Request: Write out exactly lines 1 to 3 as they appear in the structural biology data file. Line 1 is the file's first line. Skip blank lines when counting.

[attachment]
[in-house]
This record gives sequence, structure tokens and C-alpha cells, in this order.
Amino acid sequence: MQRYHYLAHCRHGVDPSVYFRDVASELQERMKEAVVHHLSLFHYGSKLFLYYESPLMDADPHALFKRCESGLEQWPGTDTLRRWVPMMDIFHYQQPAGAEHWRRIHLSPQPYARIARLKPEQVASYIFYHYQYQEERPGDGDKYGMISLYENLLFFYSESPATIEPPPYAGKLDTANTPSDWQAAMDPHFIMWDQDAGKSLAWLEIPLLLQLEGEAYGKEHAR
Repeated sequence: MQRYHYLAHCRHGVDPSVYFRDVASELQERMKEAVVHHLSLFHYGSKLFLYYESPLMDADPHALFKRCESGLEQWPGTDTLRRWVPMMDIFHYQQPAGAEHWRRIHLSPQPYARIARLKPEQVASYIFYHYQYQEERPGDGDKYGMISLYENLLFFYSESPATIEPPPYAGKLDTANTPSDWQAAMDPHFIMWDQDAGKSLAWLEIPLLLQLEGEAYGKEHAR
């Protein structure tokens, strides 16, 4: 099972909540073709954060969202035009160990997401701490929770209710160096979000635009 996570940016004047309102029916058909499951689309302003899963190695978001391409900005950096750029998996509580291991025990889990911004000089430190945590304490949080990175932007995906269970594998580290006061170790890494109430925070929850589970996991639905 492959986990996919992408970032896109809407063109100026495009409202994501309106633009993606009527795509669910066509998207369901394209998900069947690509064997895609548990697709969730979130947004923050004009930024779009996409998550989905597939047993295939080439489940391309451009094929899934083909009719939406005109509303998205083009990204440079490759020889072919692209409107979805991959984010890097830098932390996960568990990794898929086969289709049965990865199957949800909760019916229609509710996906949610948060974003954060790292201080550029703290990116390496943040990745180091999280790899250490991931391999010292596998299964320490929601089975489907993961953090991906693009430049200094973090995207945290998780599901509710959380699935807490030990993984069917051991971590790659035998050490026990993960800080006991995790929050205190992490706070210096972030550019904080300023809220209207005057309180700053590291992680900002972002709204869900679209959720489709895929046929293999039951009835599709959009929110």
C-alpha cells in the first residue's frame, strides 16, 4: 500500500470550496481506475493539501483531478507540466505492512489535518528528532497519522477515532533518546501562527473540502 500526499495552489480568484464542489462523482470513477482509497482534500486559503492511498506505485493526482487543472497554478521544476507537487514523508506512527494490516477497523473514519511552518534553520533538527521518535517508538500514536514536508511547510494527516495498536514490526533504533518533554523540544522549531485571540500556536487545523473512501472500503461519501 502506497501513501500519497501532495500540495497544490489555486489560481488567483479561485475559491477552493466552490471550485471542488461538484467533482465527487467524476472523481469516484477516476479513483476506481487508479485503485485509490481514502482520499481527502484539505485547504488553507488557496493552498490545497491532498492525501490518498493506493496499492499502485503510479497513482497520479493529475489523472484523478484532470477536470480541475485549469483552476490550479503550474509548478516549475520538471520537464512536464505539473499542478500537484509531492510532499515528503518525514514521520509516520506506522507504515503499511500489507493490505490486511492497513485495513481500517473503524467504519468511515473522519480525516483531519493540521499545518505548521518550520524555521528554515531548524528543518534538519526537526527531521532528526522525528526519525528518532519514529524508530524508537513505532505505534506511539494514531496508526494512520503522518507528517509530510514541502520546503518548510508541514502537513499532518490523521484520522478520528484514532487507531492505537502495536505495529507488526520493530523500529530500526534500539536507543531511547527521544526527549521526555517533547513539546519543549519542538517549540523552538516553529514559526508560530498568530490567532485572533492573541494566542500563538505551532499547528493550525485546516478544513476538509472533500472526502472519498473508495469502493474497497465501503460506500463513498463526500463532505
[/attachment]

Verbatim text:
[in-house]
This record gives sequence, structure tokens and C-alpha cells, in this order.
Amino acid sequence: MQRYHYLAHCRHGVDPSVYFRDVASELQERMKEAVVHHLSLFHYGSKLFLYYESPLMDADPHALFKRCESGLEQWPGTDTLRRWVPMMDIFHYQQPAGAEHWRRIHLSPQPYARIARLKPEQVASYIFYHYQYQEERPGDGDKYGMISLYENLLFFYSESPATIEPPPYAGKLDTANTPSDWQAAMDPHFIMWDQDAGKSLAWLEIPLLLQLEGEAYGKEHAR